Pious individuals are forced by deontological assumptions into a perpetual state of self-loathing. They feel compelled by logic to hate their desire for praise in the hope that they’ll become more deserving of it.

Deontological assumptions castigate any and all human beings for a selfish motivational nature that (A) is not actually any kind of sin, and (B) is not something that they can ever get rid of, no matter how much they might try to make it happen.

Our need for the approval of others is imposed on us as a condition of our existence.

I argue that people should never be criticized for their selfishness but only for being ‘stupid-selfish’ instead of ‘smart-selfish.’ If you are smart-selfish, you will always seek to become a perceived source of need-satisfaction in the eyes of others in order to earn their gratitude.

Indeed, if you are smart-selfish, you will understand that the only way we can experience the optimal levels of happiness that are possible for human beings is if we constantly seek to satisfy the needs of others.

If you are stupid-selfish, you will likely believe that you have somehow ‘overcome’ your need for the approval of others and so you will not perceive any compelling reason to not take advantage of others when you think you might benefit in some way from doing so.

The ultimate implications of my claims are actually quite significant.

It means, for one thing, that we are indeed born with a need that ultimately encourages us to be kind and helpful to each other and to act morally.

Also of great significance: it means that we are all imbued with a need that makes us utterly dependent on others for our happiness.

Logically, if we are absolutely dependent upon others for our happiness, then the goal of ‘Autonomy’ that many theorists recommend is one that can never be obtained, and should never be pursued.

Also discredited is the Self-Esteem Dream, the idea that self-esteem can provide us with an adequate substitute for the other-esteem that we actually have a need for.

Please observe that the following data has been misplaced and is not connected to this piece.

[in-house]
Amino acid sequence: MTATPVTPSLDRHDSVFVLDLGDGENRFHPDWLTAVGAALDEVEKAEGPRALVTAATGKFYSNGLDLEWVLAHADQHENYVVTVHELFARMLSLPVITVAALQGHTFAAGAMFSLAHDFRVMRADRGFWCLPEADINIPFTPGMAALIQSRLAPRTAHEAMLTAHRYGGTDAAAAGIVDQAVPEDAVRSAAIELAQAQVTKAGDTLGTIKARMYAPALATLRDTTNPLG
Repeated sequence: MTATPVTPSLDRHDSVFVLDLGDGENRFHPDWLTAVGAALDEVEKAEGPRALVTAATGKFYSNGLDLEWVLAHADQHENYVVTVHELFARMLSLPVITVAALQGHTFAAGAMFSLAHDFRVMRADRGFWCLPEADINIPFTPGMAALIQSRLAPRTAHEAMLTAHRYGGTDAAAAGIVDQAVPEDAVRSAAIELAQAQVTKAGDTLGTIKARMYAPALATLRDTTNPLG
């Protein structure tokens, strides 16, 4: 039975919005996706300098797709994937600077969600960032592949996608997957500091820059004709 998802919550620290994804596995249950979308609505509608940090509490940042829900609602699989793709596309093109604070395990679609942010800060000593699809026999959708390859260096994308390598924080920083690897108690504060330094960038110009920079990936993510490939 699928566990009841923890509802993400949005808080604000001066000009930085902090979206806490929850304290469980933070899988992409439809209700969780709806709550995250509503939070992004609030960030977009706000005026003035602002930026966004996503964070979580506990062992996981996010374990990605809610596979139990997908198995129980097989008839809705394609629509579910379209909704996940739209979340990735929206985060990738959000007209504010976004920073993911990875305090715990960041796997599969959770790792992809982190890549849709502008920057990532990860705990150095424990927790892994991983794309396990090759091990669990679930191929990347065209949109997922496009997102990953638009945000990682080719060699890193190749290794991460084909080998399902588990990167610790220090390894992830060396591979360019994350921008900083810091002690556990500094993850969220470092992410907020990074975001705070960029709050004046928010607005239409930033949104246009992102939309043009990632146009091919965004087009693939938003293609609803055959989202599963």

It is not unusual these days to hear psychologists refer to those who feel a strong need for the approval of others as individuals who suffer from a ‘personality defect’, or perhaps a ‘character flaw.’ According to my thesis, such characterizations are irrational and ultimately nonsensical.

Nor does it make any sense for individuals to pursue something called ‘Personal Happiness’ since it is simply not possible for us to be ideally happy within ourselves.

Other important implications: if my claims are indeed the ultimate truth of our existence, then Ayn Rand’s Objectivism and Sartre’s Existentialism must be ‘committed to the flames’ as they are based on some utterly delusional assumptions that arise from wishful thinking and little else.

And yes, there is much, much more… :)
Jim B.
user 4260314
Arlington, TX
Post #: 416
Very interesting. I definitely agree with what you write, up to a point. We humans are psychologically 'wired' to be motivated by certain needs, such as acceptance, love, friendship, and the like. Where I question your theory is when you suggest that these needs completely explain or account for ethics and morality. Perhaps you're not saying that, so correct me if I'm wrong.

I see ethics more as a rational/cultural superstructure that emerges out of and is built on top of such a foundation as the one you suggest. The foundation cannot be understood apart from an understanding of physical evolution, psychology, sociology, anthropology, etc.,. In every one of our actions, we are all inevitably motivated by psychological impulses, but that fact alone doesn't mean that every one of our actions is completely understandable in terms of the impulses motivating them. I'm psychologically motivated as I type these letters, but understanding the intended meaning of these letters requires more than understanding just those motivations. Think of Chartres cathedral, which would be a cultural artifact - you may disagree that ethics is cultural, and we can go into that later. The cathedral wouldn't exist if it weren't composed of physical stuff, in this case, stone, wood, glass, etc.,. The stones, or something like them, are necessary in order for Chartres to exist. But they aren't sufficient for understanding Chartres. We can demolish it and inspect the rubble, stone by stone. This may give us some understanding of the building methods but it's not really what we're looking for if we want to understand Chartres as Chartres, as a cultural artifact.